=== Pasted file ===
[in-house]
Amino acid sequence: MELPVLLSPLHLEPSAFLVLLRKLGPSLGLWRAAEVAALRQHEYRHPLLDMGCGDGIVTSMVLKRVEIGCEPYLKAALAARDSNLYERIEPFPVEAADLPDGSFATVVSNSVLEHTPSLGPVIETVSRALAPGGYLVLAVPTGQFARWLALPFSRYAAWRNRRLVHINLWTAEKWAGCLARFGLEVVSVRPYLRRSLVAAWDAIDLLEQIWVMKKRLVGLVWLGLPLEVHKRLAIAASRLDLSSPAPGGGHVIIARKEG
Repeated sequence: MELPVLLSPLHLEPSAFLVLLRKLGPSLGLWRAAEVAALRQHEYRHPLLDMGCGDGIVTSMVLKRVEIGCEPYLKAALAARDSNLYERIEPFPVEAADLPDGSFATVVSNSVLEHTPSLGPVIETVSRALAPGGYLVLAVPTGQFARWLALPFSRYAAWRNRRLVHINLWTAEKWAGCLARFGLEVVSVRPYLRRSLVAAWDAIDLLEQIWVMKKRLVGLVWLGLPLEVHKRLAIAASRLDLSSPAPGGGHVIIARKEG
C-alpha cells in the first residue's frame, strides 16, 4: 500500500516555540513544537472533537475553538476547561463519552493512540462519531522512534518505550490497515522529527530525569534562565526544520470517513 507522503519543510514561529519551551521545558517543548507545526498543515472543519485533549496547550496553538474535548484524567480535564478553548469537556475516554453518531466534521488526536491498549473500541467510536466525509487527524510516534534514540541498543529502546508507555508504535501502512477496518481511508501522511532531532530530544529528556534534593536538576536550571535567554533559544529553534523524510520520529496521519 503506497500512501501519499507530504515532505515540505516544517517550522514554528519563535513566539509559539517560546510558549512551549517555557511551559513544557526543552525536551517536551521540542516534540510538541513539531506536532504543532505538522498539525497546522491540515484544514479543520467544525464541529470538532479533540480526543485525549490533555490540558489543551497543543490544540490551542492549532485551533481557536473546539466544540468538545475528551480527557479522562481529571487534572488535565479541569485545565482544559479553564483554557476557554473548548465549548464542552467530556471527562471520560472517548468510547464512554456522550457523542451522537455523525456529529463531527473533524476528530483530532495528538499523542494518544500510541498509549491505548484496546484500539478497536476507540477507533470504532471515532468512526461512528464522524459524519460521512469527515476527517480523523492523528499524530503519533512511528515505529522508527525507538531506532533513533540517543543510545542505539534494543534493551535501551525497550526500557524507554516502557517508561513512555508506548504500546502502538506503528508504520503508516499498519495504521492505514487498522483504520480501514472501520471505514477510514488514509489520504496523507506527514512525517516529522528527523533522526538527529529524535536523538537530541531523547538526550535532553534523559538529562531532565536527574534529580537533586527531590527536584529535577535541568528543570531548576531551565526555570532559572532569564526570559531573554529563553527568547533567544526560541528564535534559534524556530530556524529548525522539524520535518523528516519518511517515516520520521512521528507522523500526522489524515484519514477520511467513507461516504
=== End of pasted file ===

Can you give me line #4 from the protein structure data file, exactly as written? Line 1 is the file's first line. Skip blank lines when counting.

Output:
C-alpha cells in the first residue's frame, strides 16, 4: 500500500516555540513544537472533537475553538476547561463519552493512540462519531522512534518505550490497515522529527530525569534562565526544520470517513 507522503519543510514561529519551551521545558517543548507545526498543515472543519485533549496547550496553538474535548484524567480535564478553548469537556475516554453518531466534521488526536491498549473500541467510536466525509487527524510516534534514540541498543529502546508507555508504535501502512477496518481511508501522511532531532530530544529528556534534593536538576536550571535567554533559544529553534523524510520520529496521519 503506497500512501501519499507530504515532505515540505516544517517550522514554528519563535513566539509559539517560546510558549512551549517555557511551559513544557526543552525536551517536551521540542516534540510538541513539531506536532504543532505538522498539525497546522491540515484544514479543520467544525464541529470538532479533540480526543485525549490533555490540558489543551497543543490544540490551542492549532485551533481557536473546539466544540468538545475528551480527557479522562481529571487534572488535565479541569485545565482544559479553564483554557476557554473548548465549548464542552467530556471527562471520560472517548468510547464512554456522550457523542451522537455523525456529529463531527473533524476528530483530532495528538499523542494518544500510541498509549491505548484496546484500539478497536476507540477507533470504532471515532468512526461512528464522524459524519460521512469527515476527517480523523492523528499524530503519533512511528515505529522508527525507538531506532533513533540517543543510545542505539534494543534493551535501551525497550526500557524507554516502557517508561513512555508506548504500546502502538506503528508504520503508516499498519495504521492505514487498522483504520480501514472501520471505514477510514488514509489520504496523507506527514512525517516529522528527523533522526538527529529524535536523538537530541531523547538526550535532553534523559538529562531532565536527574534529580537533586527531590527536584529535577535541568528543570531548576531551565526555570532559572532569564526570559531573554529563553527568547533567544526560541528564535534559534524556530530556524529548525522539524520535518523528516519518511517515516520520521512521528507522523500526522489524515484519514477520511467513507461516504